More and more parents are becoming aware of how their child is developing. Sensory games can help. We suggest how to stimulate the senses of your offspring
Nowadays in stores you will find a lot of colorful toys – playing, singing, dancing. It turns out, however, that you often do not have to spend money at all to create a game that will occupy your child for a long time, and also positively affect its development.
What are sensory games for?
Sensory games are games which aim primarily at stimulating the senses and familiarizing the child with various materials and objects (also those which arouse anxiety or fear). If the child has problems with sensory stimuli – processes them in an inappropriate way – this may in the future prove for example problems with concentration, motor coordination, problems with feeding or hypersensitivity to some stimuli
Sensory games to support the sense of touch
It is important to activate the sense of touch when playing with the baby. What games can be used for this?
1. Sensory pool
Prepare a pool (perhaps in a cardboard box, a playpen, or even a crib) with various textures, shapes and materials. Put there, for example, colorful balls made of plastic, rubber with spikes, blocks of foam, sponges. A child who is about 6 months old will certainly be interested in these objects, will alternately take them in his hands, check their hardness, etc. This kind of play will also be useful in the case of a baby who is not very young. Such a game will also work for toddlers who are not yet sitting – just lay them on their tummy and arrange the objects so that they are within their reach
2. Fun with Kisiel
Playing with kisiel will definitely end up in a mess, but it’s tasty and very developmental! You can buy ready-made jelly from a bag or cook it yourself (water with potato flour and fruit). It’s worth to make it colorful. You can pour the jelly from cup to cup, squeeze your hands in it, make boats out of your hands and scoop the mass, wash your hands with the jelly, draw on it with your fingers, etc. Ideas abound!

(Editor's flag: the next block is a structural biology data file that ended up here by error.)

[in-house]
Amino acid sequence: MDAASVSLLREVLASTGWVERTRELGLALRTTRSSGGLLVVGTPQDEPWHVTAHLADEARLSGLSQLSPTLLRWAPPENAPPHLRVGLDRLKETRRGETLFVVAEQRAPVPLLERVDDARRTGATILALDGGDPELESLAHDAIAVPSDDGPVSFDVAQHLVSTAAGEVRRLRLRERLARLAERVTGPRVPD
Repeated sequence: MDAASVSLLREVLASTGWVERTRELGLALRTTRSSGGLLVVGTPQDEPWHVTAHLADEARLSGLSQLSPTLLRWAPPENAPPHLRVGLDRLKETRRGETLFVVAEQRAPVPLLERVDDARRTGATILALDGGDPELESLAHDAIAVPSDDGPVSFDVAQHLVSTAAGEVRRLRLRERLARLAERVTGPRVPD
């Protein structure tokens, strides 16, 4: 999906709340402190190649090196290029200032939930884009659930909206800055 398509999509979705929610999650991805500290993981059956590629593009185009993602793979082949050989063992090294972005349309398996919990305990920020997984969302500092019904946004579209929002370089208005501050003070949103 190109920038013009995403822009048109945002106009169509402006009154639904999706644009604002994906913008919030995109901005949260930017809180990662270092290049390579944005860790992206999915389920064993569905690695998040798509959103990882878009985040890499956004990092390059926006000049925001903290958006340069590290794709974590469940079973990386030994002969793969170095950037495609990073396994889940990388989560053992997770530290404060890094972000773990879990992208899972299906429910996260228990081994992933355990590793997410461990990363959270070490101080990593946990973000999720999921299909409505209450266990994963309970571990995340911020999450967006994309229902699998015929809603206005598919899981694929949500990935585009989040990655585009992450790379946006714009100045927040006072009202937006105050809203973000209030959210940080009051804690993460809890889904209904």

Sensory games to support the sense of balance
From an early age, it’s a good idea to invent games that will have a positive effect on balance – your child’s vestibular system
1. Rock your baby
Babies love all kinds of rocking and swaying. It is a myth that it is better not to do it, because the toddler will get used to it. Well, using hammocks and rocking chairs for children has a very good impact on later maintenance of balance by the toddler. A great idea is to rock the baby in a blanket. Adults grab the blanket from both sides, and the child lays down in the middle. Parents gently rock the baby, which is not only fun for him but also allows him to relax and calm down
2. Swing your baby from side to side
A very good game, which also prevents asymmetry, is to gently turn the baby. This can be done, for example, during changing or lying down together. It’s a good idea to sing a song to your toddler while turning him sideways or teach him the parts of the body
Sensory games that affect the sense of sight
From the first days of life it is worth ensuring that the child is surrounded by contrasting images, such as black on white background. Nowadays, you can buy special cards to hang on the crib. You can also watch them with your child, show him different boards and tell him what is on them
2. Mirror hares
A very cool game, which will appeal to every toddler, are the hares on the wall, which are released with a mirror. The flashing and disappearing light is very interesting for the toddler and requires him to focus.
Sensory games to support hearing
For toddlers, you can play with rattles, sing together, and change the tone of voice (this is always interesting to a toddler). The best fun, however, is to make your own instruments – from pots, bowls, pea bottles, nut boxes, etc. – which is great even for toddlers.
Sensory play for deep sensation
- Massaging your baby has an excellent effect on his proprioception, or deep feeling. It is good to massage your baby with balls, for example.
- Children love drawing on the body. You can draw hearts or letters on their back, for example, and the child has to guess what you have drawn. Another idea is to make a massage sandwich – the child imagines that he is a slice of bread, and we pretend to spread butter on it, put vegetables, cheese, etc
Main photo: Jelleke Vanooteghem, source: unsplash.com